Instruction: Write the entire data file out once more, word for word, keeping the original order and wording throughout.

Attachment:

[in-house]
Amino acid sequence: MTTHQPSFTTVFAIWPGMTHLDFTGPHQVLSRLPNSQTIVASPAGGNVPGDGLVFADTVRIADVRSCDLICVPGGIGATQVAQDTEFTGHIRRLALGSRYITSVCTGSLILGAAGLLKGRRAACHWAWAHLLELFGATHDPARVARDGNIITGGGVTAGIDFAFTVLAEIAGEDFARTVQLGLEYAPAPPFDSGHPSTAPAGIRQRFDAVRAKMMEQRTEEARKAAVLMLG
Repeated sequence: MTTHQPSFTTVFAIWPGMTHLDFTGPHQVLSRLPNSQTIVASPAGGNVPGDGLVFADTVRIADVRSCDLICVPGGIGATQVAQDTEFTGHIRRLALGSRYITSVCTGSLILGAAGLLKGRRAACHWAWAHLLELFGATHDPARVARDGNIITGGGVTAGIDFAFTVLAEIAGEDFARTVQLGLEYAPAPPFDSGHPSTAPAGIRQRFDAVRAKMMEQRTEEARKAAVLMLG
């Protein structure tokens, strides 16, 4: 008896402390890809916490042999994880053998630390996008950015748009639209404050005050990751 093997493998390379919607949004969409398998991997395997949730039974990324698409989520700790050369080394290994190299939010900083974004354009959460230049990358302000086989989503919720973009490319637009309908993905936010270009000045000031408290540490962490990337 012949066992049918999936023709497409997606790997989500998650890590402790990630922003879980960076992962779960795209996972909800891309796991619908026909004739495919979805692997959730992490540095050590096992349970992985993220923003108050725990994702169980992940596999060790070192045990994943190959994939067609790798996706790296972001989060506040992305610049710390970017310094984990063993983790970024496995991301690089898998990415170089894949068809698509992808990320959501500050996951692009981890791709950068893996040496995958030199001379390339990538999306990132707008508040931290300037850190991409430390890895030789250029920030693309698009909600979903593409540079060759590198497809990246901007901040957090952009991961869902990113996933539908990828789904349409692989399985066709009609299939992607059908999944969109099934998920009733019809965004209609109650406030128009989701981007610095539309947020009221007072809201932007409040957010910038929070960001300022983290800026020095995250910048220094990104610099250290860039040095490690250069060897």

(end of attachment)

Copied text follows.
[in-house]
Amino acid sequence: MTTHQPSFTTVFAIWPGMTHLDFTGPHQVLSRLPNSQTIVASPAGGNVPGDGLVFADTVRIADVRSCDLICVPGGIGATQVAQDTEFTGHIRRLALGSRYITSVCTGSLILGAAGLLKGRRAACHWAWAHLLELFGATHDPARVARDGNIITGGGVTAGIDFAFTVLAEIAGEDFARTVQLGLEYAPAPPFDSGHPSTAPAGIRQRFDAVRAKMMEQRTEEARKAAVLMLG
Repeated sequence: MTTHQPSFTTVFAIWPGMTHLDFTGPHQVLSRLPNSQTIVASPAGGNVPGDGLVFADTVRIADVRSCDLICVPGGIGATQVAQDTEFTGHIRRLALGSRYITSVCTGSLILGAAGLLKGRRAACHWAWAHLLELFGATHDPARVARDGNIITGGGVTAGIDFAFTVLAEIAGEDFARTVQLGLEYAPAPPFDSGHPSTAPAGIRQRFDAVRAKMMEQRTEEARKAAVLMLG
């Protein structure tokens, strides 16, 4: 008896402390890809916490042999994880053998630390996008950015748009639209404050005050990751 093997493998390379919607949004969409398998991997395997949730039974990324698409989520700790050369080394290994190299939010900083974004354009959460230049990358302000086989989503919720973009490319637009309908993905936010270009000045000031408290540490962490990337 012949066992049918999936023709497409997606790997989500998650890590402790990630922003879980960076992962779960795209996972909800891309796991619908026909004739495919979805692997959730992490540095050590096992349970992985993220923003108050725990994702169980992940596999060790070192045990994943190959994939067609790798996706790296972001989060506040992305610049710390970017310094984990063993983790970024496995991301690089898998990415170089894949068809698509992808990320959501500050996951692009981890791709950068893996040496995958030199001379390339990538999306990132707008508040931290300037850190991409430390890895030789250029920030693309698009909600979903593409540079060759590198497809990246901007901040957090952009991961869902990113996933539908990828789904349409692989399985066709009609299939992607059908999944969109099934998920009733019809965004209609109650406030128009989701981007610095539309947020009221007072809201932007409040957010910038929070960001300022983290800026020095995250910048220094990104610099250290860039040095490690250069060897």